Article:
There may still be some hope for this sub-series in the future, but as it stands, Sonic Boom is little more than a Sonic bomb.

Retrospective: The Colours Still Feel So Right

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2010 was an interesting time to be a Sonic fan. At the start of the year, the franchise was at one of its lowest points, with jokes about the Sonic Cycle being thrown around every which way following the downward spiral of quality in the games – Shadow the Hedgehog, Sonic ’06, Sonic and the Black Knight… even 2008’s Sonic Unleashed, the closest thing to a step in the right direction we’d seen, was critically panned and bogged down by poor design choices. Luckily, there seemed to be a shining ray of light on the horizon, one that the entire fanbase was clinging their hopes onto, something that promised to set the series back on track at last…

That game was Sonic the Hedgehog 4: Episode 1. And we all know how that turned out.

Yes, rather unjustly in retrospect, it was the disappointing sequel to the classic Sonic trilogy that garnered the most attention in 2010. Instead, there was another, far better, far more memorable Sonic game released that year that deserved to receive the lion’s share of fan interest. Announced slap bang in the middle of the Sonic 4 hype, Sonic Colours – or Sonic Colors, for our American readers – was eternally in the shadow of its downloadable counterpart, with only a month separating the two games’ release dates in October and November respectively. It’s understandable, of course – the game’s rather obscure title and lack of concrete gameplay details upon its initial reveal made Colours a bit of a harder sell compared to the prospect of a follow-up to Sonic 3 & Knuckles. Even I’ll admit, I thought Sonic Colours would be a puzzle or spin-off title when I first saw its announcement… but fast forward a few months, and it ended up being one of my favourite Sonic games of all time.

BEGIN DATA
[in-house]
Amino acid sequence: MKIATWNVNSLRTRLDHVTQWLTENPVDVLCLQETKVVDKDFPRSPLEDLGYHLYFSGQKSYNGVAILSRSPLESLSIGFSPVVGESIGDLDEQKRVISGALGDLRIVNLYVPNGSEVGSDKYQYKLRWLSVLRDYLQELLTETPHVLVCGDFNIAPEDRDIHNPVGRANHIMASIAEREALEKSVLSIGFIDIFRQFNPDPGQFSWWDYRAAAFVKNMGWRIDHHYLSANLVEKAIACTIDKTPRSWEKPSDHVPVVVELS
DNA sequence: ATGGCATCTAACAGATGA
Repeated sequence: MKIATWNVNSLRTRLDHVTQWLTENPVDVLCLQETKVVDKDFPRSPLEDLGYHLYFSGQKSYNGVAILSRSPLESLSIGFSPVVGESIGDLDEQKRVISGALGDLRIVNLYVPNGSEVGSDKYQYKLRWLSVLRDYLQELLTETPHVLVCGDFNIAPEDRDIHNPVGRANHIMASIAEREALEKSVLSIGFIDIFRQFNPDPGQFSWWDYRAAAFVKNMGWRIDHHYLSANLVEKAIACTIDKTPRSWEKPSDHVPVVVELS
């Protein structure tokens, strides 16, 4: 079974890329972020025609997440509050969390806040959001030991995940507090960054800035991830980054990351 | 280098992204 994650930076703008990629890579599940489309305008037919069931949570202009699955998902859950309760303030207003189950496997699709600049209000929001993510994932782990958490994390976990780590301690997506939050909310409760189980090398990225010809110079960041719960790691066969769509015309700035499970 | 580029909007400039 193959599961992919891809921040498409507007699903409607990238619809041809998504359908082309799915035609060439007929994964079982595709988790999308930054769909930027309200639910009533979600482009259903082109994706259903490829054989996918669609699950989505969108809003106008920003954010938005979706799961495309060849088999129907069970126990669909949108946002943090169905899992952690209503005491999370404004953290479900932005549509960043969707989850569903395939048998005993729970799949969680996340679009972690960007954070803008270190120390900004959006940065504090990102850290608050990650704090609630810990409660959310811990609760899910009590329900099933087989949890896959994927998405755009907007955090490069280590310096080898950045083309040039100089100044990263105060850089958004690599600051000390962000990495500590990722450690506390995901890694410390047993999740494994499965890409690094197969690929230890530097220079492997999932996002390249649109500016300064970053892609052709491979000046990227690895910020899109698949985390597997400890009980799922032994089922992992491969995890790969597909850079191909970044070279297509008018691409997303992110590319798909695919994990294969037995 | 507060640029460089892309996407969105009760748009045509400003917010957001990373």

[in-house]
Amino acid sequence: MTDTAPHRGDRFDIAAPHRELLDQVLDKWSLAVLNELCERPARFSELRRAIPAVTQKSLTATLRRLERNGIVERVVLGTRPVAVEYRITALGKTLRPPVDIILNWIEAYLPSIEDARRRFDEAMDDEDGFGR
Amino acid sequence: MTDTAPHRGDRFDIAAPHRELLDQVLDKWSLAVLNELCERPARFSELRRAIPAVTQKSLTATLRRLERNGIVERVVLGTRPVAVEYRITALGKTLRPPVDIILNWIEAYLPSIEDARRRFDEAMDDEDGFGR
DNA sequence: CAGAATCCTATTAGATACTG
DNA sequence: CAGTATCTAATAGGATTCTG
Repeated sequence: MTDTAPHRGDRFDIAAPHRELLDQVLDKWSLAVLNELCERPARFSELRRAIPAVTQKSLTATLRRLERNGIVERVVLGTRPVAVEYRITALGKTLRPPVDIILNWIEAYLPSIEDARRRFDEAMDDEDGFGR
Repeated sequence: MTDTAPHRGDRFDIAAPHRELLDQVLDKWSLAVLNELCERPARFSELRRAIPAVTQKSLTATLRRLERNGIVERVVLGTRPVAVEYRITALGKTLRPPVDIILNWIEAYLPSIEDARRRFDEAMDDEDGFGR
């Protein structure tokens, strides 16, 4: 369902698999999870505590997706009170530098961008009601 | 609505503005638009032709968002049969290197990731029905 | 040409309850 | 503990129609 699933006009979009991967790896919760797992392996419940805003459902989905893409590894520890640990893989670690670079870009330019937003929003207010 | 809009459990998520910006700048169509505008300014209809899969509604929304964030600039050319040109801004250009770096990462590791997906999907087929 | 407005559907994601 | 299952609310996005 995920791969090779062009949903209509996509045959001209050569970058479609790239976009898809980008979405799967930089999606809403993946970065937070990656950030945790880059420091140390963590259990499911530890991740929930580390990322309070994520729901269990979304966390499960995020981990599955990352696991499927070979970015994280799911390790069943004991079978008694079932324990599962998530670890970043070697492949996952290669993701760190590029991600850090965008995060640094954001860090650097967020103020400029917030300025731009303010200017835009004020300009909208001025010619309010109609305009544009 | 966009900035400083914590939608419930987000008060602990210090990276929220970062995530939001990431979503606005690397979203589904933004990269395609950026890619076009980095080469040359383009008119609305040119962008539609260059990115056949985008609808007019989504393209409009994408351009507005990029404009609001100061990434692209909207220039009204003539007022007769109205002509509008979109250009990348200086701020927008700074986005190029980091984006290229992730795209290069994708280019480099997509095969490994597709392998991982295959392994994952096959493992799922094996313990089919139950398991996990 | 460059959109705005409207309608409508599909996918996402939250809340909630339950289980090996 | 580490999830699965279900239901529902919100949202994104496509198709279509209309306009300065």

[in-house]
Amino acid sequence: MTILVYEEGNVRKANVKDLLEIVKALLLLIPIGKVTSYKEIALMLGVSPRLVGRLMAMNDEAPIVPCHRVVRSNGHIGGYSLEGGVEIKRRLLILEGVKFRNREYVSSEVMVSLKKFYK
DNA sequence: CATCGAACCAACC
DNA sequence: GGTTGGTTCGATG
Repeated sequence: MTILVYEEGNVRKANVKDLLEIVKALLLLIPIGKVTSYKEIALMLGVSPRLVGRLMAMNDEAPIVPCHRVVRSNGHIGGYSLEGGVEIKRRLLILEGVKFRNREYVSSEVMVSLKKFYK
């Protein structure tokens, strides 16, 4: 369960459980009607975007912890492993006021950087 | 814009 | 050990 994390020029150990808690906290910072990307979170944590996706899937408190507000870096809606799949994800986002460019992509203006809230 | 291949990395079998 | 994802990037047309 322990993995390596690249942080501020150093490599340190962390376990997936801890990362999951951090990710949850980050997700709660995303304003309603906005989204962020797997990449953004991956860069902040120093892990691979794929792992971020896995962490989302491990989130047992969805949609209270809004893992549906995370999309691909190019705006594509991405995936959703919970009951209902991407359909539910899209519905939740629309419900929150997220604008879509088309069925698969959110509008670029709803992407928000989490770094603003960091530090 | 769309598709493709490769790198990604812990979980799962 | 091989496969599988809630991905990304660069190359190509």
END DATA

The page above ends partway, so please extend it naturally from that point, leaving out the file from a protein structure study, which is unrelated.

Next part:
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Whereas Sonic 4’s hype train went out of control before well and truly coming off the rails, the more quiet and subtle excitement surrounding Sonic Colours actually worked in its favour. When the astonishingly good reviews came rolling in – that all important first score of 86 from NGamer and an 8.5 from IGN, to name but a couple (let’s just forget that 4.5 from Destructoid though, eh?) – it caught us all by surprise and made us appreciate the game even more. It not only surpassed Sonic 4, it trampled all over it and gave us the first genuinely good Sonic experience in years. Say what you want about the game, but you cannot deny that Sonic Colours set alight the hearts of several fans and critics again after oh so long.

So what was it about the title that sparked off such acclaim? Well… a bit of everything, really. Presentation-wise, Colours definitely delivers on its title – this is a bright, quirky, visually appealing adventure that really pushes the graphical boundaries of the Wii to their limits. While we’ve since seen the likes of Planet Wisp and Starlight Carnival recreated in high definition in Sonic Generations and Sonic & All-Stars Racing Transformed, their original incarnations still hold up beautifully on Nintendo’s last-gen system. What really stands out about Colours though is its sheer imagination, fusing recurring Sonic tropes into entirely fresh new locations such as the tropical casino aesthetic of Tropical Resort and the watery Chun-Nan that is Aquarium Park. Despite being a modern 3D title, Colours captures the vibe and essence – and, dare I say it, magic – of the classic era better than ever before (arguably better even that Sonic 4 did), to the extent that famous badniks like Motobugs even make their long-awaited return with a few new twists of their own.